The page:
Thursday, July 26, 2018

Hate Open-Plan Offices? Here's What's Coming Next

According to The Wall Street Journal, a privately conducted survey of 138 employers found that by 2021, 52 percent -- slightly more than half -- plan to replace open-plan desks with "first-come, first-served desks, plus additional workspaces with names like huddle rooms and touchdown spaces." CONTINUE READING
Source: inc.com

Wednesday, July 25, 2018

New Study: Open Offices Kill Teamwork

Employees hate open office plans, but at least they help employees collaborate and work together? It saves companies money and it increases teamwork, right? Well, wrong.

Ethan Bernstein and Stephen Turban, at Harvard Business School and Harvard University, took a look at people who switched from individual cubicles to an open office plan. What they found wasn't more collaboration after the switch but less. CONTINUE READING
Source: inc.com

Tuesday, July 24, 2018

5 Ways that Commercial Real Estate Technology is Changing Office Design and Layout

Work styles and generational changes have been impacting office design and spatial layout trends in the commercial real estate space for years now. As mobile technology and demographic shifts have impacted U.S. culture overall, the office has had to continue to keep pace. There are several ways that how an office is laid out is being impacted by technology. Here are 5: CONTINUE READING
Source: CRETECH

Monday, July 23, 2018

The Herman Miller Cosm Tilts Itself Into the Best Position Possible

The new herman miller Cosm chair is one of the most simple yet adaptive chair ever invented.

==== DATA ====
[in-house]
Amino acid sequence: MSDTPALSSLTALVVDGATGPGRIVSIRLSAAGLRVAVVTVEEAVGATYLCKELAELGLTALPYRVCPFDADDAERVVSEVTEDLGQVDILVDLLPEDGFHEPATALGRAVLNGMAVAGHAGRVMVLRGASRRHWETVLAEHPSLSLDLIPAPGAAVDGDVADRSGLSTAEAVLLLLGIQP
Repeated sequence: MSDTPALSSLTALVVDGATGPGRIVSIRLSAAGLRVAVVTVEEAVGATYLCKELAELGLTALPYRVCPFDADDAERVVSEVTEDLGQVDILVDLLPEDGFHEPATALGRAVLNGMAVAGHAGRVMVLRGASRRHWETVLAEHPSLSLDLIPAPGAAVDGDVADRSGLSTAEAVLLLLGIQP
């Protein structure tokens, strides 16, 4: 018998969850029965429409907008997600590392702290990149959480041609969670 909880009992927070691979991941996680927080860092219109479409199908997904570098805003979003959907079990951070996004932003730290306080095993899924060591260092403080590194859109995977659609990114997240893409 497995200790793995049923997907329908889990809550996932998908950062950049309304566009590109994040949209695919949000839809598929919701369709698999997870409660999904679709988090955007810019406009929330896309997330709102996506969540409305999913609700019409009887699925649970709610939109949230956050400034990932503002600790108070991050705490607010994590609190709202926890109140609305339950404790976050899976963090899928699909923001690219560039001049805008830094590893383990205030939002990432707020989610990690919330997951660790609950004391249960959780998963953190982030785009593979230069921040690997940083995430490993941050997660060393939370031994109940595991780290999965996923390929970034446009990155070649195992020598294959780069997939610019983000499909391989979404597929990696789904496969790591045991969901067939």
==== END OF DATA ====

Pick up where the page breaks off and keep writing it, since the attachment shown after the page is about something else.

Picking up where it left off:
Friday, July 20, 2018

Download our Free LookBook

Our bfi Lookbook is an A+D publication that shows how the Herman Miller Elements portfolio can outfit different kinds of spaces. Download it today.

Thursday, July 19, 2018

Herman Miller white paper: The importance of helping people and place align

Today, successful organizations are often the ones that can generate the best ideas the fastest, and they depend on people, not processes, to do so. And even though we often come up with some of our best ideas on our own, we need others to help us talk through a concept, explore its possibilities, and bring it to life.

We also increasingly rely on technology to fuel the creative process. We share information on monitors, use videoconferencing to connect with colleagues on other continents, and develop content using touchscreens. But problems arise quickly when the systems and devices we use daily are out of sync with the spaces that house them.

Whether we realize it or not, we’ve all struggled to work in a space where the surroundings (the physical space itself), furnishings (the chairs and tables), and tools (both digital and analog) are out of sync with each other—and with us. It’s the device that needs charging, but the only outlet is out of reach. It’s the sinking feeling that comes with being late to a presentation, only to realize that the last open seat is the one in the front, next to the presenter. It’s the meeting that starts 10 minutes late due to technical difficulties, throwing off everyone’s schedule for the rest of the day. CONTINUE READING